Hoarfrost, a term I am sure you may not have heard of, but if you live in the San Luis Valley it is one of the beauties of winter. Hoarfrost is basically the super pumped up version of frost. Here is how the Great Sand Dunes National Park explains it:
"Unlike most mountain valleys where cold air and moisture can easily migrate away down stream drainages, the San Luis Valley is essentially a flat, closed air basin. Frigid air settles off surrounding alpine mountains each winter evening, pooling on the valley floor below. (This is why Alamosa is often the coldest location in the U.S.) These temperature inversions, with icy air on the surface and warmer air above, trap and promote thick fog in subzero temperatures. Large crystals grow overnight (sometimes up to an inch long), making for a winter wonderland!"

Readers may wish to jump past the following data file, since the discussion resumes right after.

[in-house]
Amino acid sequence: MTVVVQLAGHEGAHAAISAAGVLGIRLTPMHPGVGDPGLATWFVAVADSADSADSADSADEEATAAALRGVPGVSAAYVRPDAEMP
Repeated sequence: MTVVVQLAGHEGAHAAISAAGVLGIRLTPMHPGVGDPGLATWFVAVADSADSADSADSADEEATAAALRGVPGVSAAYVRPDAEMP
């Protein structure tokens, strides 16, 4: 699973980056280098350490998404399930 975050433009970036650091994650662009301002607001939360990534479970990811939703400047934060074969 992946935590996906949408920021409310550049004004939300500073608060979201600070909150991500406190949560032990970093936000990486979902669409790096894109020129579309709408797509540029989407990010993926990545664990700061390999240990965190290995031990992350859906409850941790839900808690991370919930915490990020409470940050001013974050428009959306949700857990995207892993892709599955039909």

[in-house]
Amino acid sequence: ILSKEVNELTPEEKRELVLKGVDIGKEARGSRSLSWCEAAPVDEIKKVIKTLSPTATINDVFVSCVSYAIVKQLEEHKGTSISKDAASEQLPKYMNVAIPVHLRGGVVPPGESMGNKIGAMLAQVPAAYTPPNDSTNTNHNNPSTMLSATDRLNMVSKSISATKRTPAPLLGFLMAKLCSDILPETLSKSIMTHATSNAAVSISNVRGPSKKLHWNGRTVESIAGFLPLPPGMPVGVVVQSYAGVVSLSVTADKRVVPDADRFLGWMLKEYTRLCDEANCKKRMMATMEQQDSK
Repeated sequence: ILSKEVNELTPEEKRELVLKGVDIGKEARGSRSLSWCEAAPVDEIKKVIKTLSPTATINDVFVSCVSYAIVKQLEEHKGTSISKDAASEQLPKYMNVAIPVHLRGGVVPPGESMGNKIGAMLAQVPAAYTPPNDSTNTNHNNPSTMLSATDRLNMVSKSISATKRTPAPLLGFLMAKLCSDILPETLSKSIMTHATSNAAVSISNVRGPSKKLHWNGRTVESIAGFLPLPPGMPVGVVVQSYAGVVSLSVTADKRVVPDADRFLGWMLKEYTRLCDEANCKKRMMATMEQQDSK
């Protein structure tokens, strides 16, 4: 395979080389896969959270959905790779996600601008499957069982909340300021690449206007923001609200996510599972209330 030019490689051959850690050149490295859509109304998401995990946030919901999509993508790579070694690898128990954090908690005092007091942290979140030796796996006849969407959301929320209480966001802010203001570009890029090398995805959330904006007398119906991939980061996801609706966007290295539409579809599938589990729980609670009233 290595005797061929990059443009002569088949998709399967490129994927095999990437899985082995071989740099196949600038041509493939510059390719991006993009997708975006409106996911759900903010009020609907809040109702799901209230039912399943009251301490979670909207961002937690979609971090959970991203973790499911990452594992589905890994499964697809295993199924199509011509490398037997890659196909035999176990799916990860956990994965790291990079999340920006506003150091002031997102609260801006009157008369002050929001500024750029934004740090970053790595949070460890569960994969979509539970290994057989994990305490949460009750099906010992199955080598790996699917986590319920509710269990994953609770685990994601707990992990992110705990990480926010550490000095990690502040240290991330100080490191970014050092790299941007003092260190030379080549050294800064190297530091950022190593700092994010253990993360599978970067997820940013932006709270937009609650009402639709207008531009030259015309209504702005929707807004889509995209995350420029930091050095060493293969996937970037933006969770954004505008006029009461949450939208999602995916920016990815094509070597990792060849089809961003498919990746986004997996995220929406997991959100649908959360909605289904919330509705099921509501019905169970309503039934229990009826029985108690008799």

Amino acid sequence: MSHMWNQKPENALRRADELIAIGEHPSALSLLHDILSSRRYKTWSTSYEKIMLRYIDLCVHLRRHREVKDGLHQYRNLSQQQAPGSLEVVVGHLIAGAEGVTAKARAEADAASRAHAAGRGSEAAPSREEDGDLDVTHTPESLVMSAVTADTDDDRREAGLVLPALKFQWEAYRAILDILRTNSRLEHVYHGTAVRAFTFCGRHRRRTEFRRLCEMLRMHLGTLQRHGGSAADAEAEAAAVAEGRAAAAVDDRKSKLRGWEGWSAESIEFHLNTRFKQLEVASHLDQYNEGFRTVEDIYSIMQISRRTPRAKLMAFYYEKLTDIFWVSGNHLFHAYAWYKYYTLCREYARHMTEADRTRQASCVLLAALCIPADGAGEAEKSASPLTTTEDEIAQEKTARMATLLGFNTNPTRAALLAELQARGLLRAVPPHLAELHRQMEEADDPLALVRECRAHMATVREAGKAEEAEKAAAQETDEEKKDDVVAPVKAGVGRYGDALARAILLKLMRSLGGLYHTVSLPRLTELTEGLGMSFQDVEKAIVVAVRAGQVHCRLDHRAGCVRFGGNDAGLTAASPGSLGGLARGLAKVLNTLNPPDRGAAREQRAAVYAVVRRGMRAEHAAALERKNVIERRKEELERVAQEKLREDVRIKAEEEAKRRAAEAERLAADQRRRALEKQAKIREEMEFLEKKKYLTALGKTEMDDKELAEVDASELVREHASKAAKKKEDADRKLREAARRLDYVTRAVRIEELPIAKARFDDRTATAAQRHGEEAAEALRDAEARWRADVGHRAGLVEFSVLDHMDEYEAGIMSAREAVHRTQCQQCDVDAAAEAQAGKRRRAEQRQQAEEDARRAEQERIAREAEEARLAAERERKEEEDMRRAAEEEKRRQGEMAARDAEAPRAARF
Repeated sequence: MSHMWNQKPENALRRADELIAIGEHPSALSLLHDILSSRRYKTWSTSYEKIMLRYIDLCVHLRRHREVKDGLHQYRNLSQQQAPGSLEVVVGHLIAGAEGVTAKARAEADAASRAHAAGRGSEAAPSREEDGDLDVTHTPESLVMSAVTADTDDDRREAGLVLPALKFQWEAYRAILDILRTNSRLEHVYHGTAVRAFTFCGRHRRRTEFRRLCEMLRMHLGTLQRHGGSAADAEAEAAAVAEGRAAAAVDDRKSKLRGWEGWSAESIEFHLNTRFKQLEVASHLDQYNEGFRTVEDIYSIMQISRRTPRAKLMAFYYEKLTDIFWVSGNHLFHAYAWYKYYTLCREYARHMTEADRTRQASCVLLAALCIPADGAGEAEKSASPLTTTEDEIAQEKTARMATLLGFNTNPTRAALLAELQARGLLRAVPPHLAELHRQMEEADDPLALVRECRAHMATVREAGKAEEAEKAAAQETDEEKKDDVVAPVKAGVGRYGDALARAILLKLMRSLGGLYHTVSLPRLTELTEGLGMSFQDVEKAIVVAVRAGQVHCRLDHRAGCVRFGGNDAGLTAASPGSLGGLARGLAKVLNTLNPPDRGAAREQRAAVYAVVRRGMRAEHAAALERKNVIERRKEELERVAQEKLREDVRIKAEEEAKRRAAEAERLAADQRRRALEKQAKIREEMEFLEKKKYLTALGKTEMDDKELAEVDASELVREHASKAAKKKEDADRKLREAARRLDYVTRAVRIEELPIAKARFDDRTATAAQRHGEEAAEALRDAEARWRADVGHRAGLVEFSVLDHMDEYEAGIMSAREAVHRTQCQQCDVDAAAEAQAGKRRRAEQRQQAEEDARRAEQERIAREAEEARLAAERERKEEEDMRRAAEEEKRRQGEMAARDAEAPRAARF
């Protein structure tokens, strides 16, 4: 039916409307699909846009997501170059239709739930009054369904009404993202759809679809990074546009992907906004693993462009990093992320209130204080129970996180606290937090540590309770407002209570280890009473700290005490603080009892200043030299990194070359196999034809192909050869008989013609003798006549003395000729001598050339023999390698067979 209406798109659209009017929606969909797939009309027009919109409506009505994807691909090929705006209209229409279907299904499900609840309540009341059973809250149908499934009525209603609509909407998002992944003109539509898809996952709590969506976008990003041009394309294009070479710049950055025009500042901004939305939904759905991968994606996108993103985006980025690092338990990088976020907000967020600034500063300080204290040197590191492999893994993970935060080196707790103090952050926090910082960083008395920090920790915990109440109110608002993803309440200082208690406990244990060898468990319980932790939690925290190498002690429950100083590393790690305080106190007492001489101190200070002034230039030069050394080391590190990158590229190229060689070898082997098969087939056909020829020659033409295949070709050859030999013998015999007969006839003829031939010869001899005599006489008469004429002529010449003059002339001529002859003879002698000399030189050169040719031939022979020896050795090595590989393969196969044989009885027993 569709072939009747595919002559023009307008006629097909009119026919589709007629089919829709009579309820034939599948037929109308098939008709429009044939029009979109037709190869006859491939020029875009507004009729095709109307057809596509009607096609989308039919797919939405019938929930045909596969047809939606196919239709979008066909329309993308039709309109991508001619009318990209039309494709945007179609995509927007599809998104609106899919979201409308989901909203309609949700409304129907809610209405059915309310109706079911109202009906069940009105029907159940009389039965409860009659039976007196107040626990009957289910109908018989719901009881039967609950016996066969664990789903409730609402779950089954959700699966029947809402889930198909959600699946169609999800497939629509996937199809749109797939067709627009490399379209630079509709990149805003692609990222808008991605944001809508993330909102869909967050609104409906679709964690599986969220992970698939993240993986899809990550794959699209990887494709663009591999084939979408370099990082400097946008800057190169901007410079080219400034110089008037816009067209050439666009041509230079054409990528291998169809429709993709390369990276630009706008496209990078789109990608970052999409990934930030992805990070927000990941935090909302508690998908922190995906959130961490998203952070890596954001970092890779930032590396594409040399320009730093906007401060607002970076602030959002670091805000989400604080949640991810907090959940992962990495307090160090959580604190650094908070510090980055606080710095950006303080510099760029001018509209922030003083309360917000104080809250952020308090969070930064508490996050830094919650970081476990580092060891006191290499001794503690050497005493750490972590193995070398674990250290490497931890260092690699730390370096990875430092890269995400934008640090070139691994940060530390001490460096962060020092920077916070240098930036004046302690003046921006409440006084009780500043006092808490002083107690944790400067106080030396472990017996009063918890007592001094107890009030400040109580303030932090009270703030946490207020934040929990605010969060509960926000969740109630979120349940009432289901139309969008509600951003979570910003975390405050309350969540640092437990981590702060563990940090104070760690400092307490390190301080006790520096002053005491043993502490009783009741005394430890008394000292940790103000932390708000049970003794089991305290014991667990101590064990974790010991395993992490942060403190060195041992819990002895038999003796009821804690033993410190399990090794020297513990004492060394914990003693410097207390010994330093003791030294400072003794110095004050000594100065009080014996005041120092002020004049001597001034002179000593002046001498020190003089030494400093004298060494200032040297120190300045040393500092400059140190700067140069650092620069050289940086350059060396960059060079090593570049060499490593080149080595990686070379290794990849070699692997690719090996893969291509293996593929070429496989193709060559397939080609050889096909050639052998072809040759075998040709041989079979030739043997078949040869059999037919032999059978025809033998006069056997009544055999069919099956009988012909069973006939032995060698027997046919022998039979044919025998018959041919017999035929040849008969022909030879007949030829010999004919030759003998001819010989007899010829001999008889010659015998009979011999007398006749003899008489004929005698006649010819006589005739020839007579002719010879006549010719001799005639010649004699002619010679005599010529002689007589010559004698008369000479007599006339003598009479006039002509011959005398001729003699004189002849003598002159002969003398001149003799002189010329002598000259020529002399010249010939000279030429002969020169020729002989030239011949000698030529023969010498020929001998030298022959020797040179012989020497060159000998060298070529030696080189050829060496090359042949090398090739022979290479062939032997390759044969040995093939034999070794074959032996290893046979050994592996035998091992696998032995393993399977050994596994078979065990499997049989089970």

I mean how cool is that?! It is so magical. You wake up to a heavy frost and then as you and the day start to wake up and stretch, the fog begins to lift revealing a white, pristine winter wonderland. The morning is so much more beautiful when you get to wake up to this. Of course it is wicked cold when you go outside, so it is so much more enjoyable from inside the car or house! It is true that we sometimes compete with Alaska for the coldest place in the US! I like to think that the sheep enjoy seeing this beauty as much as I do and I know they aren't fazed by the cold thanks to their nice wool coats :-)
If you haven't liked the Great Sand Dunes on Facebook, I highly recommend it as they not only post amazing photos but great information too.
Elena Miller-terKuile is the current generational farmer of Cactus Hill Farm. When not in the fields/with the sheep/dying fiber/in the garden/knitting away, you will find Elena..Lets be honest here....you'll most likely find her taking a nap!